packing sows. rough, $email@example.com;
pigs, $15.25 @16.25.
Cattle-Receipts. 26,000 head.
MIarket firm. Beef steers, medium
and heavy weight, choice and prime
$16.25 5@18; medium and good,
$11.25 @16.25; common, $8.50 T
1125; light, good and choice, $14.50
@17.75; common and medium, $8 @
14.25; butcher cattle, heifers. $6.50
@14.75; cows, $firstname.lastname@example.org; can
ners and cutters, $5.50@ 6.50; veal
calves, $email@example.com; feeder steers, $7
firstname.lastname@example.org; stocker steers, $6.25 r410;
western range steers, $S @ 15; cows
and heifers, $6.50@13.
Sheep - Receipts, 40,000 head.
market firm. Lambs, $email@example.com;
culls and common, $8.50 @12.50;
ewes, medium, good and choice
$firstname.lastname@example.org; culls and common, $2
@5.75; breeding, $email@example.com.
Omaha. Sept. 30. -- Hogs---Re
ceipts, 4,000 head. Market steady to
15e lower. Top, $17; hulk, $15.75@
16; heavy weight, $firstname.lastname@example.org; me
dium weight. $16.10@ 17; light
weight, $16 @17: heavy packing
sows, smooth, $15.80 @16; packing
sows, rough, $email@example.com); pigs
Cattle -- Receipts, 19,500 head
Beef, steady; butcher stock, lower;
feeders, strong. Beef steers, medi
um and heavy weight, choice and
prime, $15 @17; medium and good,
$10.25 @15; common, $991 10.25;
light weight, good and choice. $14.50
@17.50; common and medium
$firstname.lastname@example.org; butcher cattle, heif
ers, $6.75@12; cows. $6.50i111.25;
canners and cutters, $email@example.com; vea'
calves, light and handy weight
$1.50@14; feeder steers, $7.50135:
stocker steers, $7@ 10.
Sheep -- Receipts, 41,500 head:
Killers, slow; feeders, higher. Lambs
84 pounds down, $12.509if14.50):
culls and common, $firstname.lastname@example.org;
yearling wethers, $email@example.com; ewes
medium and choice, $5.75 6.75;
Today We Celebrate.
Founding of Boston, L. S. A.
"Th-3 Hub of the Universe," as
Oliver Wendell Holmes called his be
loved Boston, has recently been the
center of pretty lively wheelings
emitting sparks. When policemen
go on strike, mayors and governors
take to language emitting early let
ters of the alphabet. Dear early
Boston, up and at it in the history
of th, American revolution--we'll
never go back on you whatever you
do or "damn." Today, Sept. 30,
commemorates the death of Isaac
Johnson, one of the principal found
Scrs, of Boston in 1630. He was the
first magistrate who died in the
colony, and was buried in his own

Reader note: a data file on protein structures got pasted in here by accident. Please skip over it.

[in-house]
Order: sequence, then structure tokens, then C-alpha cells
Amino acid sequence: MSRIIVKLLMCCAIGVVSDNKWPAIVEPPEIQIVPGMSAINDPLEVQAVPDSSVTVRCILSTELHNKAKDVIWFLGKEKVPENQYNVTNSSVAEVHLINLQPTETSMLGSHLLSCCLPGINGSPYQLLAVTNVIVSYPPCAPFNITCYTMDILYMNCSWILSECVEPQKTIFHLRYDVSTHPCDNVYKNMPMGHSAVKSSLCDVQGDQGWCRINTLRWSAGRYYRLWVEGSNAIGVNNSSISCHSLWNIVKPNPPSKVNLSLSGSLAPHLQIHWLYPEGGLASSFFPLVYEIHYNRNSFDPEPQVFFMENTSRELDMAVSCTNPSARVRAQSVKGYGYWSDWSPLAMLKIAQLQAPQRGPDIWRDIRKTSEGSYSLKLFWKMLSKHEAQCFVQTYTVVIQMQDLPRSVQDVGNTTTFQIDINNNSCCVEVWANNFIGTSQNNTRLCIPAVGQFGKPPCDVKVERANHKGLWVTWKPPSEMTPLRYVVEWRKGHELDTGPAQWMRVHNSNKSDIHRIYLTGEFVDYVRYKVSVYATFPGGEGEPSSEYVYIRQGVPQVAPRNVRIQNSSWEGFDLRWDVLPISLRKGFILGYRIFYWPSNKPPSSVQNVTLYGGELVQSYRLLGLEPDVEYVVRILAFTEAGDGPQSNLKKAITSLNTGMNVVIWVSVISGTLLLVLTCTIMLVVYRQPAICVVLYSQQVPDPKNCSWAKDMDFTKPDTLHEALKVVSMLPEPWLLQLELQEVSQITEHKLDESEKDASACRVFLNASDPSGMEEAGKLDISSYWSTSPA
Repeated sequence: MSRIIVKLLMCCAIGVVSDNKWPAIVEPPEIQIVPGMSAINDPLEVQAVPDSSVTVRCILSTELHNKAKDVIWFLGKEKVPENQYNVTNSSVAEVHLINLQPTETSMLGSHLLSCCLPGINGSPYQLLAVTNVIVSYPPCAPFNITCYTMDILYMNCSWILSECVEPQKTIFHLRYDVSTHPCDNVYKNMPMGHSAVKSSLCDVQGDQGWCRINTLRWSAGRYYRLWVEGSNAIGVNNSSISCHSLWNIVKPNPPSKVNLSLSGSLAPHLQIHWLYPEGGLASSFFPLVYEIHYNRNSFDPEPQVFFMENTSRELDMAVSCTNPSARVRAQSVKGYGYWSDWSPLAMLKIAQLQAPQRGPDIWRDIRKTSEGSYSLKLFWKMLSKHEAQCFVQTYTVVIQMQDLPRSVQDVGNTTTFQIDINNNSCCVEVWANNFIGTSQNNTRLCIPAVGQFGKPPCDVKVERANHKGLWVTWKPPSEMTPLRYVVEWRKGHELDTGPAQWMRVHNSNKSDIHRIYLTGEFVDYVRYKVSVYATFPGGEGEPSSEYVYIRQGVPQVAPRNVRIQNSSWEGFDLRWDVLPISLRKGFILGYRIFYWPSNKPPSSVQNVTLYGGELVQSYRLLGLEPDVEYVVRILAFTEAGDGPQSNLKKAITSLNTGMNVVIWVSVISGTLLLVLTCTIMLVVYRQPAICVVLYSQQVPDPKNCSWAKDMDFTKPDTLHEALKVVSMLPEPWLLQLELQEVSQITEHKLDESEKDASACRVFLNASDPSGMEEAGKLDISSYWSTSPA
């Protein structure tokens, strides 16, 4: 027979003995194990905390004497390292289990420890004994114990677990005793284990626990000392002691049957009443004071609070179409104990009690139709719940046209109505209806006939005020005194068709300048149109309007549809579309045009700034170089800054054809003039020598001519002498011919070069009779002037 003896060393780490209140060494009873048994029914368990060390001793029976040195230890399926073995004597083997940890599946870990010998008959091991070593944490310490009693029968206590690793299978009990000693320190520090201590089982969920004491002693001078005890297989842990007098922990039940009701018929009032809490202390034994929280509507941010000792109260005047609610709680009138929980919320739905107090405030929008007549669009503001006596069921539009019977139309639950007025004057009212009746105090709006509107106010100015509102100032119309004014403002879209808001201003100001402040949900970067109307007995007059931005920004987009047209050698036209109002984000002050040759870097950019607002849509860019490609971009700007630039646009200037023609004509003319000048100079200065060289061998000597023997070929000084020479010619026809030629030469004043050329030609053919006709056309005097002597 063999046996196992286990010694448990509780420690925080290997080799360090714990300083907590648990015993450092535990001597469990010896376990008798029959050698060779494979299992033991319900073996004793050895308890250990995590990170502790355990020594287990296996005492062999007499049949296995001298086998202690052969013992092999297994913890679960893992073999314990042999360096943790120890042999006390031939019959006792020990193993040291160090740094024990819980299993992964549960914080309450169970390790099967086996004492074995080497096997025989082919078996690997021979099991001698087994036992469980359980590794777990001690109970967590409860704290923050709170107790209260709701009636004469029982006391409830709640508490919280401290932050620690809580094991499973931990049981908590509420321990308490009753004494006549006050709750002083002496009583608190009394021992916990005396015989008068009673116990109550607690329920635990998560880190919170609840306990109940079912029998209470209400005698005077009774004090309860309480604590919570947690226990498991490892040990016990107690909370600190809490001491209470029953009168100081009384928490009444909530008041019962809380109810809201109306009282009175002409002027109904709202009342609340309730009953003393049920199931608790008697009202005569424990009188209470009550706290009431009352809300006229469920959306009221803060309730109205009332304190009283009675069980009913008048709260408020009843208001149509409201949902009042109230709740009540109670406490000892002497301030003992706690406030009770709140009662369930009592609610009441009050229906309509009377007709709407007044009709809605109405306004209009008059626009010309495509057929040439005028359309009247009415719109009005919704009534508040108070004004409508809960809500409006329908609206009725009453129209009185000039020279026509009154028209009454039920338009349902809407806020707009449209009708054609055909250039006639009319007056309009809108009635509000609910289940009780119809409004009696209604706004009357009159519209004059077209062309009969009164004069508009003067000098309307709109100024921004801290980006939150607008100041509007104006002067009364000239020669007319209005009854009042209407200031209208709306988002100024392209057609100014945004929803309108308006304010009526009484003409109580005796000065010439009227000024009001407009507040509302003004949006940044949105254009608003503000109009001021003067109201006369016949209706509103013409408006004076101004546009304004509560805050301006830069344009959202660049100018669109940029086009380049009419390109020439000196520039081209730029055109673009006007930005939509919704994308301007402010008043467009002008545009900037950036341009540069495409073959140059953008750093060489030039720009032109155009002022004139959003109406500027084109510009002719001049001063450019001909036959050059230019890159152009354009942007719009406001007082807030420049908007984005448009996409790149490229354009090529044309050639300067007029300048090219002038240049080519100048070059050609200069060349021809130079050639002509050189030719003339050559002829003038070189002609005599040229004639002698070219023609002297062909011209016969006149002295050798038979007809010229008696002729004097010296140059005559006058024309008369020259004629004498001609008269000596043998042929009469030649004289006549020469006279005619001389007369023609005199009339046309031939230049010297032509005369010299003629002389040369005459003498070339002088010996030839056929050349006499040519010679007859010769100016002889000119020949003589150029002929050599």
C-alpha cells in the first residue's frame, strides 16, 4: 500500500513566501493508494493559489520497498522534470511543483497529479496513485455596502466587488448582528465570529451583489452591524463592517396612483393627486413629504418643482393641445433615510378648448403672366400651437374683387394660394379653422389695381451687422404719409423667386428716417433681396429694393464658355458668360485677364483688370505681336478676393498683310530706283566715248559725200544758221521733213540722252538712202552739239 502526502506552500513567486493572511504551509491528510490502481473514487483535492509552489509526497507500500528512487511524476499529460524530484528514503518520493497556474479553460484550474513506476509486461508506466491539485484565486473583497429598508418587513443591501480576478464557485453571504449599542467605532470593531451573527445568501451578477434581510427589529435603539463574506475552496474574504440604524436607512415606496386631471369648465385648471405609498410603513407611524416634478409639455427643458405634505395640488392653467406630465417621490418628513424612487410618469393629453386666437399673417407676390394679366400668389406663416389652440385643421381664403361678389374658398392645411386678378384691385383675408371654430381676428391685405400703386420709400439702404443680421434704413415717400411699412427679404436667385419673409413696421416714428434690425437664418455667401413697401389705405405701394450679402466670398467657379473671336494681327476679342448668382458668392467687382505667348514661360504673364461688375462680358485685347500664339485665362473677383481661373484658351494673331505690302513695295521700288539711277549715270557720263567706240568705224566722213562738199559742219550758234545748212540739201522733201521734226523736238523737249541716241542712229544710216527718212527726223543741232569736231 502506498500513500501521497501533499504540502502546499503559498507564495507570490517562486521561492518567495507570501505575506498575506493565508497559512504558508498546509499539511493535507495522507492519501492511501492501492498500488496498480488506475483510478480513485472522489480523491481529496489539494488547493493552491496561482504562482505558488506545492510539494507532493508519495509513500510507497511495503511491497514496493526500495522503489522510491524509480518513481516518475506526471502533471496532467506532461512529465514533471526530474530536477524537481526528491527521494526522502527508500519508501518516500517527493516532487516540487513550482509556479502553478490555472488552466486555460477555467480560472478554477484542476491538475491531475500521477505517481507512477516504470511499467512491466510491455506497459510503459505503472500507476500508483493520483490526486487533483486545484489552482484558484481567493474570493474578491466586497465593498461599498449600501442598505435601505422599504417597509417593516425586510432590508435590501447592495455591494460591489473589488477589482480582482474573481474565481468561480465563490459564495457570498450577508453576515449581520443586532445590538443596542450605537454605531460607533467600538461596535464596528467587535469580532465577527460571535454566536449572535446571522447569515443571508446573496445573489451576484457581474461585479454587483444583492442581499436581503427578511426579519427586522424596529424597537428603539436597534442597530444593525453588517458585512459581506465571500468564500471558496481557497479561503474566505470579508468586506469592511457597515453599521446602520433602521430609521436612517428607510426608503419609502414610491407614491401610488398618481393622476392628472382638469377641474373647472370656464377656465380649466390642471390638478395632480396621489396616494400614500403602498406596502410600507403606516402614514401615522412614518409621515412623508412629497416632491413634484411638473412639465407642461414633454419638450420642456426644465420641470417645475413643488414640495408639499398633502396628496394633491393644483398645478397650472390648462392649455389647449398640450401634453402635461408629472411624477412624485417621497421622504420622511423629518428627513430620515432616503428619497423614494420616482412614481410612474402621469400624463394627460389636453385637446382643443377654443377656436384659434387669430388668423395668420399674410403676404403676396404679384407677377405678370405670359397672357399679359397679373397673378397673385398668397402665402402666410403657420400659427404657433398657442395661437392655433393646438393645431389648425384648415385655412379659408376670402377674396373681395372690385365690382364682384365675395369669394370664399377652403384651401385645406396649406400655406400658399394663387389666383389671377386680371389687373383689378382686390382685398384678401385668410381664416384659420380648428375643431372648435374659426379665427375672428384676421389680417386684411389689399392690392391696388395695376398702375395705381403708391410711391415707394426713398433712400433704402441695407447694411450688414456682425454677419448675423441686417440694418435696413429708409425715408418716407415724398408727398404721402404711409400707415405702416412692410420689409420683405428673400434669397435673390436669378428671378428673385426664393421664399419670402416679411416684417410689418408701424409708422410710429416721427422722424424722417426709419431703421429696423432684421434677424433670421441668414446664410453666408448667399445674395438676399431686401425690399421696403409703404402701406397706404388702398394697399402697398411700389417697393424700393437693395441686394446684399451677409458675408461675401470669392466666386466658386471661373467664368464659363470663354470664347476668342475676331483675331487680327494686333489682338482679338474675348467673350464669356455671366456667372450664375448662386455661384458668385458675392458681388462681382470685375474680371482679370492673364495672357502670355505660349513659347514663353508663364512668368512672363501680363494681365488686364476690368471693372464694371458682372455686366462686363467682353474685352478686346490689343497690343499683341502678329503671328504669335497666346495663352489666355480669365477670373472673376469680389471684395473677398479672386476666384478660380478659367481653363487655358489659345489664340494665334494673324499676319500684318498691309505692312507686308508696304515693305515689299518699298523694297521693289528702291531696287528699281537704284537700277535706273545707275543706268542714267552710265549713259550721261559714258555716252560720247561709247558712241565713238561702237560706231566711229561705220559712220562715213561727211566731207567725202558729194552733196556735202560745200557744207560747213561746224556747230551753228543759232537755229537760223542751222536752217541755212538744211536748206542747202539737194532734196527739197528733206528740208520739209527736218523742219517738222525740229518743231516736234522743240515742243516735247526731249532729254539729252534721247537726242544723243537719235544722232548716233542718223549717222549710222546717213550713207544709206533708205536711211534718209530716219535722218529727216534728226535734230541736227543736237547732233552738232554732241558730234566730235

lot. The first burying-place in Bos
ton was laid out around Isaac John
ison's grave. The spot is now built
upon by Tremont, Cornhill, Court
and School streets.
Boston! The Cradle of Liberty.
But she was settled 140 years before
"the old Continentals of the ragged
regimentals" stood up on Boston
soil in 1770, and blazed into the
British commissioners of customs,
and drove them to their warship the
Romney. Boston was founded in
1630, 10 years after the Pilgrim
Fathers landed at Plymouth Rock.
She was a colonial lady for 135 years
and the capital of the Massachusetts
colony. Her common--still a vener
able park in the heart of Boston---
was set apart for public use in 1634.
The first printing of the colonies
was done in thee, Boston .of the
Forehead---thou who ever heldest
the gray matter higher than the
golden calf. The "pine-tree shill
ing," coined in 1651, in the Boston
mint, the first mint in the country,
bore the insignia of the flag that
was to be famous on Bunker Hill-
Putnam's Flag--the Pine-Tree Flag
--whose iiitto around the pine tree
on a white field was appeal ti
heaven, and on the reverse side, qui
transtulit sustinet, (He who carried
us through so many dangers will
,ustain us now). That flag----Pine
'ree Flag---waved over the head of
General Pershing only the other da)
at the banquet of colors and clamoc
in New York city. It was in Bos
ton that the sturdy opposition to tht
'Stamp Act" broke out, the revolt
against unjust taxation. It was in
lboston that Bohen was chucked
overboard, cargoes of tea, precious
Dohea. More precious the spirit
within man that arose against tax
ation without representation, and
patriots, disguised as Indians, slipped
sway from' the Liberty Tree, the old
Inm near the common, where John
Hancock had presided amidst ac
'laiming roars, gained Griffin's